My favourite travel memories from A to Z shared with the #AlphabetAdventure hashtag on social media.
This year, travel has been on the backburner in a big way, with international flights shut down, and many countries, including my home in the UK, imposing a domestic lockdown to prevent the spread of the COVID-19 and ease pressure on health services over the peak of the pandemic.
Throughout April and early May many travel bloggers shared pictures of their travels on social media with the hashtag #AlphabetAdventures. It was a chance to remind ourselves of the wide, wild world out there, waiting for us to explore once the coronavirus pandemic passes, and relive some memories from our travels. It also gave us the chance to travel vicariously to new destinations while we stay safe at home under lockdown.
The archipelago of the British and Irish Isles, on the Atlantic fringe of Europe, is home to a wealth of vibrant communities, historic landmarks, and inspiring locations. Not to mention the breath-taking views and the incredible diversity of landscapes over such a small geographical area. There really is just so much to see in and around these islands.
From stark mountain summits and bleakly beautiful moors, to sweeping silver sand beaches and spectacular rocky coasts, from cityscapes that blend the futuristic and the historic, to picturesque villages and towns that tell our industrial story; I’m sharing this list of my 30 favourite places to visit in Britain, Ireland, and the Isle of Man.
As with all lists of favourite places, it’s highly subjective, influenced by the places I’ve visited over the years, often again and again, and the memories I’ve made there. It’s very also much a list of current favourites, as there are so many places around these islands that I have yet to visit. But I hope you enjoy my choices, and perhaps you’ll be inspired to visit some for yourselves. Who’s for a road trip? Or a sailing voyage? Continue reading “30 of my favourite places in the British and Irish Isles”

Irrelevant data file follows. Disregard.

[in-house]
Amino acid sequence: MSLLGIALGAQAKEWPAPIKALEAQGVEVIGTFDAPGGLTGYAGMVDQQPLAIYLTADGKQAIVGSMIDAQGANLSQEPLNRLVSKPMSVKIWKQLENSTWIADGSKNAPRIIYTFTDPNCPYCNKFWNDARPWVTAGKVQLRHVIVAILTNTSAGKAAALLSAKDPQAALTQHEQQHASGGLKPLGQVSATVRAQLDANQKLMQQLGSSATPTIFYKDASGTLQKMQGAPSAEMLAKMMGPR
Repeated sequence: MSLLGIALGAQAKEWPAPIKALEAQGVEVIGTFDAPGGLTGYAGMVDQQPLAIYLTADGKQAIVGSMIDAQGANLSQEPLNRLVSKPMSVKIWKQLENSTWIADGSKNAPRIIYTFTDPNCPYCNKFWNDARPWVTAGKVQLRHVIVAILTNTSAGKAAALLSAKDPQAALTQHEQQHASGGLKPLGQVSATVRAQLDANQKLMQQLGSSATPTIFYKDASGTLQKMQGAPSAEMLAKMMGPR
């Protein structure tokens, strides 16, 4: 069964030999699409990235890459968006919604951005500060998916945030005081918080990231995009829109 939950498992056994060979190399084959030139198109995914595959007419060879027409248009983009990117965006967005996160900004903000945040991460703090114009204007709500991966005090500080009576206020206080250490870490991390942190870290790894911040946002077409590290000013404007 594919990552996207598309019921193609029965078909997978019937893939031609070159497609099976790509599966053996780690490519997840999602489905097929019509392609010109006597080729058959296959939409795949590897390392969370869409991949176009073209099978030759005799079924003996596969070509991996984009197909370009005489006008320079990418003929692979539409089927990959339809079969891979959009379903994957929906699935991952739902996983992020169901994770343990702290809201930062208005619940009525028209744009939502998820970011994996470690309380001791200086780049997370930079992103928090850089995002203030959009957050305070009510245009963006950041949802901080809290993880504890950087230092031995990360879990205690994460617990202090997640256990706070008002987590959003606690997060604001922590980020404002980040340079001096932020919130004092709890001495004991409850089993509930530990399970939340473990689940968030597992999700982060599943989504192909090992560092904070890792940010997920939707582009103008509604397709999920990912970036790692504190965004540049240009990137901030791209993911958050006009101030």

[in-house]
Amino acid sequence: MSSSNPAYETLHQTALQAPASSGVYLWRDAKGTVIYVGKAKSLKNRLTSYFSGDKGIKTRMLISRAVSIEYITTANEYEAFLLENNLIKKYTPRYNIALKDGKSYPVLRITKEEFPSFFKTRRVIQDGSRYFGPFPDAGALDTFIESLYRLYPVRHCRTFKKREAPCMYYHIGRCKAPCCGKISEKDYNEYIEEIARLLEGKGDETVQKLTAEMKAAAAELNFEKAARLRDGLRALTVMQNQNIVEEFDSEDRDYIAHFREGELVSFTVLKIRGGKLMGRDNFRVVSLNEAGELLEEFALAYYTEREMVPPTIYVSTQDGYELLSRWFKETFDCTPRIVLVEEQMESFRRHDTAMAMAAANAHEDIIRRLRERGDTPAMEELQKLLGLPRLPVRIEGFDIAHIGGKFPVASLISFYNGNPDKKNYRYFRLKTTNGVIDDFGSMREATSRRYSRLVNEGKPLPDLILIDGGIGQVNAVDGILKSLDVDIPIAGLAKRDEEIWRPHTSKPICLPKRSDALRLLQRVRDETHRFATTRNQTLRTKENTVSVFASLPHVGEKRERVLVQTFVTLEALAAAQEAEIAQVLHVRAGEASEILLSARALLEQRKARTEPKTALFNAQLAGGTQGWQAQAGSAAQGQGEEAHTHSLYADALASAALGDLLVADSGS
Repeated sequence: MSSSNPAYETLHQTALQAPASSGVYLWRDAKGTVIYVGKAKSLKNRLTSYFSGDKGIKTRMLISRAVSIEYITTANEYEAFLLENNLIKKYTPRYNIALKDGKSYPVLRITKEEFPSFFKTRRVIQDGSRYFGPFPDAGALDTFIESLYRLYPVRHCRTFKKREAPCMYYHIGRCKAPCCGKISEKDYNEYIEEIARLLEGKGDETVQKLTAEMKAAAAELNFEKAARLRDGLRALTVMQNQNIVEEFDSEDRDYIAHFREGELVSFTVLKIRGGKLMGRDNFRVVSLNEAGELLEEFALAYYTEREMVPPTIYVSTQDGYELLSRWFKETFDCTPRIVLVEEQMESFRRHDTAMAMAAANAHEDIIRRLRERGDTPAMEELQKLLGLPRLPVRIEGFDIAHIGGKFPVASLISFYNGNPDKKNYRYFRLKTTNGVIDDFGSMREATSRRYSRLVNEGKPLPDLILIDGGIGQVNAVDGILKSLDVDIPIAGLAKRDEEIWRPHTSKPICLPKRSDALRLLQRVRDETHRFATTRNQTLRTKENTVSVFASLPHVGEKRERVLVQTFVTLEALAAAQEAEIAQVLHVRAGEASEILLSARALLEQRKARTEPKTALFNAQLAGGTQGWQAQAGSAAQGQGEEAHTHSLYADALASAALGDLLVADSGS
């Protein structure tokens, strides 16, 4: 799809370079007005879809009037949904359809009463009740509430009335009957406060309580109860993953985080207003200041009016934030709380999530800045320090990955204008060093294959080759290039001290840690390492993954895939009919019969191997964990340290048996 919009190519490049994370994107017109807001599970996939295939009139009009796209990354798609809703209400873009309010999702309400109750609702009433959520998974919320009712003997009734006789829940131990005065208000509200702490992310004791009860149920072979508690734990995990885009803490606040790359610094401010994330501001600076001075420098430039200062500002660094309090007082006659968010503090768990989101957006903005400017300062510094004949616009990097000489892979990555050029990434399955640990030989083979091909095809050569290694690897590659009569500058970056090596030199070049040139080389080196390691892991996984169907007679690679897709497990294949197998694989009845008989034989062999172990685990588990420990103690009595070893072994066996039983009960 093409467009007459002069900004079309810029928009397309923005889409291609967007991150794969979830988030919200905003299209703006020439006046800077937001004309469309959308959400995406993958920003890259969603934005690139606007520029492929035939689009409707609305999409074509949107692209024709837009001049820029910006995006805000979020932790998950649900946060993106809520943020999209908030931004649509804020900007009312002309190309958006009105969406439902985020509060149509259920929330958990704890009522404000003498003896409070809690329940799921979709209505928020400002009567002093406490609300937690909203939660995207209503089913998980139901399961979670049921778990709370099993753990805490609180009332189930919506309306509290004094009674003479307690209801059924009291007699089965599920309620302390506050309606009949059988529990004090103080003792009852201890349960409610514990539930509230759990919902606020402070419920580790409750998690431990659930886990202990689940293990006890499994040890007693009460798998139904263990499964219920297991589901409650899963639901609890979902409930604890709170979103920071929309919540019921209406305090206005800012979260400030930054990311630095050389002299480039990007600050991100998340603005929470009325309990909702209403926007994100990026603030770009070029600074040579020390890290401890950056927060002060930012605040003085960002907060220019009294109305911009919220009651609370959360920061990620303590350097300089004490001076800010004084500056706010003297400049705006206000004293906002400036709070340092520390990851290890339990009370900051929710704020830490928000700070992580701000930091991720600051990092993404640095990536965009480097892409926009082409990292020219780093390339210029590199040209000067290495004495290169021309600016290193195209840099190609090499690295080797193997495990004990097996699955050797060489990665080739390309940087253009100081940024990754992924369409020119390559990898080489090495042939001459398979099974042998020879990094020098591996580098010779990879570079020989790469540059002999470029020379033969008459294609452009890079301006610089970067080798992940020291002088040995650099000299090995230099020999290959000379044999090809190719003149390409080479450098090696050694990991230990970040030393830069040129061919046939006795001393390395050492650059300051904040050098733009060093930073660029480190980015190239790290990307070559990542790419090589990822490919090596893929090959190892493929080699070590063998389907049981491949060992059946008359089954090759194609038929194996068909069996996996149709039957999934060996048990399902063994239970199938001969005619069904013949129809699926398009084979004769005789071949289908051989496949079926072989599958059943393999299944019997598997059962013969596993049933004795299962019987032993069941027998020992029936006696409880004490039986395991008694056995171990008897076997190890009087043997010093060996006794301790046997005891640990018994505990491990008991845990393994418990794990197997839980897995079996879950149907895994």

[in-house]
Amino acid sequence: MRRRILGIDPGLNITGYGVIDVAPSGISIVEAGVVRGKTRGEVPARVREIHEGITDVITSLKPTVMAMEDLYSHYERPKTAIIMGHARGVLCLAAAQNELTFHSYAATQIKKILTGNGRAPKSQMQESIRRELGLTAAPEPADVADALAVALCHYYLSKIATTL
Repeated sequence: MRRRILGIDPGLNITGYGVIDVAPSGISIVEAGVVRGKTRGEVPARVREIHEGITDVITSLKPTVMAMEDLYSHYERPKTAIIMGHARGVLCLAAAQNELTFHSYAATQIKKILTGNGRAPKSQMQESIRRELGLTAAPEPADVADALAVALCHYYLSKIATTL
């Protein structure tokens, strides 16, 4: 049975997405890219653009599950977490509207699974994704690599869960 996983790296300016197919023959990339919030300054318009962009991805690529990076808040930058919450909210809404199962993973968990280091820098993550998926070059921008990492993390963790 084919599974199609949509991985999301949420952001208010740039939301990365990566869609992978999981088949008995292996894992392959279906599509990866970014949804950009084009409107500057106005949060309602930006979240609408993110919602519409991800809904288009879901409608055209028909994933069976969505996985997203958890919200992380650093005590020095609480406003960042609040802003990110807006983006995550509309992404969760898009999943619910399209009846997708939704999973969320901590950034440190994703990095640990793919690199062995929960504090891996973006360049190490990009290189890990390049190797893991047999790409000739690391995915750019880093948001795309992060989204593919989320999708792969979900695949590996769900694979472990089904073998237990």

Unlike the last couple of seasons, I’ve not travelled particularly far and wide in the last few months. Since returning from the Algarve at the beginning of November, I’ve been based in the UK, and making the most of the opportunity to get out and about while I look for work.
Over Christmas and New Year I headed north to Aberdeenshire to spend time with my family. The crisp, and clear weather was perfect for long walks along the coast, with the odd dip in the icy North Sea, and into the hills of the Angus glens. And short winter days quickly gave out to long dark nights, filled with stars and the arc of the Milky Way (although unfortunately no glimpse of an aurora), and a driftwood bonfire on the beach.
There was also enough time for a visit to Dundee to explore the new V&A museum, as well as some of my old favourite destinations in the city, like McManus Gallery, Clarke’s bakery and RRS Discovery.
Back in Bedfordshire, I got out and about in the Chilterns often, especially around Dunstable Downs and Ashridge Estate, for long walks, trail runs, and the pleasure of just spending time in the woods, watching the turn of the seasons.
What I’ve done
I set myself a challenge to start the year; undertaking to make time every day to get outside and do some kind of physical activity for Red January, and at the same time to fundraise for Mind, the mental health charity. I live with depression, and through the winter often find there can be more bad days than good, so try to take steps to manage my condition. I’m extremely pleased to say I met both of those goals, and discovered a real love for my weekly Parkrun at Rushmere Country Park at the same time.